Katie Peterson

I like a poem that feels logical but is not—a poem in which thinking takes the shape of a hallucination. I like a poem in which all of my intelligence fails. I am forced to use other tools: desire, anger, recklessness. I pursue beauty and memory not to preserve them but to try, against odds, to preserve that perishable pursuit.
 
 

Rilke Prize

New Issues Poetry Prize

 
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The haunting poems that make up Katie Peterson’s Permission move, smoke-like, through landscapes, both interior and those belonging to the natural world, landscapes that interpenetrate in often unexpected, sometimes startling fashion.It is a poetry of search, chiefly for completion or wholeness, amidst the world of forms and various weathers, not least the weather of sexual desire, and, almost as if by happenstance, unearthing all manner of wonders along the way.
— August Kleinzahler
Stark, smart, funereal, terrifying at times. . . . Peterson’s is a careful, serious poetry, difficult in the way that real life is difficult, but clear and chilly as a long-held regret.
Publishers Weekly

Katie Peterson is the author of three collections of poetry, The Accounts (University of Chicago Press, 2013), winner of the 2014 Rilke Prize from the University of North Texas; Permission (New Issues, 2013);  and This One Tree (New Issues, 2006), winner of the New Issues Poetry Prize. She is the editor of New Selected Poems of Robert Lowell (FSG, 2017). Her fourth collection of poems, A Piece of Good News, will be published in February 2019 by Farrar, Straus and Giroux. Her poems and criticism have appeared in Poetry, The Boston Review, American Poetry Review, and elsewhere.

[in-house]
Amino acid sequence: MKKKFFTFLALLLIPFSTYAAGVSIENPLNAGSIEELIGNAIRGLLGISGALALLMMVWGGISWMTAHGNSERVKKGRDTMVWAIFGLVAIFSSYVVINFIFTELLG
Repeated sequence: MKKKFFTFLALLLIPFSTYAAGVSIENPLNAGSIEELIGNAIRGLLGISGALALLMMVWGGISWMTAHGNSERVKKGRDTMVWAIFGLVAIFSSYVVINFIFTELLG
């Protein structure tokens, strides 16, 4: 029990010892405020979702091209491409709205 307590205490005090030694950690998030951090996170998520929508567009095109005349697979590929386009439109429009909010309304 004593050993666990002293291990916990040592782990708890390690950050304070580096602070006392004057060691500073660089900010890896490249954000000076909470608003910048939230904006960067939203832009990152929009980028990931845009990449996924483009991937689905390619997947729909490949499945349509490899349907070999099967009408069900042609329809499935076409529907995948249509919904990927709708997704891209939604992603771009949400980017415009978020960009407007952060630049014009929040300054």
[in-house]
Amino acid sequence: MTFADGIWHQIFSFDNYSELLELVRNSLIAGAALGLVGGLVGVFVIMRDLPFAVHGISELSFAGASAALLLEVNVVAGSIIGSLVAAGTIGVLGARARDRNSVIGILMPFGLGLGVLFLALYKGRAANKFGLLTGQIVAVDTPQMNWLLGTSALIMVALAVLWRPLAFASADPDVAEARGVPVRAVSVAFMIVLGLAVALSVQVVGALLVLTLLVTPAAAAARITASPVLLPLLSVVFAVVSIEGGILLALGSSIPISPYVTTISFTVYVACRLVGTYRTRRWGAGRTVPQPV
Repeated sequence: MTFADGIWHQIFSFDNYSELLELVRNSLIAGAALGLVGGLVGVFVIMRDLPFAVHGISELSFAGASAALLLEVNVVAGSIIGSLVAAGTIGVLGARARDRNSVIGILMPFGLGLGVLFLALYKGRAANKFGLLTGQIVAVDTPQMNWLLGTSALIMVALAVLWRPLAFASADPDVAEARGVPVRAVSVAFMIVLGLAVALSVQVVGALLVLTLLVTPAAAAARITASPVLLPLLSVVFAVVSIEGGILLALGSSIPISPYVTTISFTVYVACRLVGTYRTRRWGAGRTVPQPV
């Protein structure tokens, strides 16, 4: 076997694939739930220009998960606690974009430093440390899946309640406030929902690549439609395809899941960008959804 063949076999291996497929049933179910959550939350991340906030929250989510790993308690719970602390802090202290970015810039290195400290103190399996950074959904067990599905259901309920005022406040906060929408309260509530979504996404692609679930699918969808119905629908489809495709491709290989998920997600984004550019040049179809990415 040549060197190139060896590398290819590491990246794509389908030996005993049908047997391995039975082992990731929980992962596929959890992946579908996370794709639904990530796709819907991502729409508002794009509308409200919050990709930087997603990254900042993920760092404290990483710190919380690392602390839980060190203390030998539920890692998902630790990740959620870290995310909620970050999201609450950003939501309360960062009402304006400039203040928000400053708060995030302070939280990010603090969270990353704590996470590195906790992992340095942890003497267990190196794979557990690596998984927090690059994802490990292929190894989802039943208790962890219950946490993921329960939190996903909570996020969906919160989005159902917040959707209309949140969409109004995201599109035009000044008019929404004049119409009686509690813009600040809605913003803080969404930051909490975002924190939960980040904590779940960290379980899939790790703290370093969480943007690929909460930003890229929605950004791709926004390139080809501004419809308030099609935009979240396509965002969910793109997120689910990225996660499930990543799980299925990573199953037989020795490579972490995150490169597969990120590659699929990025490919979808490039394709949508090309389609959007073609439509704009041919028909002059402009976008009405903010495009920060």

When asked about the role of elegy and mourning in The Accounts, which deals with the loss of the poet’s mother, Peterson states, “The elegy, as a poetic form, tries to turn the mourner back into a self, reintegrated with reality: the elegy seeks to mourn, but also to find a more permanent way of remembering the dead as a way of living with loss….Losing my mother was not the same as losing a beautiful thing. It was more like losing a beautiful way of understanding, a most fantastic philosophy. And in this way, her loss felt as much the ruin of a civilization as the loss of a person. The charge of elegist is to repair the world; the challenge is that the world cannot be fixed, and must be made new.”

Born in Menlo Park, California, Peterson earned a BA at Stanford University and a PhD at Harvard University. She has been a fellow at the Radcliffe Institute for Advanced Study, the Bread Loaf Writers’ Conference, and the Summer Literary Seminars and received a grant from the Foundation for Contemporary Arts. She has taught at Bennington College and Deep Springs College, where she was the Robert B. Aird Chair of Humanities. Peterson is currently on the English faculty at the University of California-Davis, and lives in California with her husband, photographer Young Suh, and their daughter.

 

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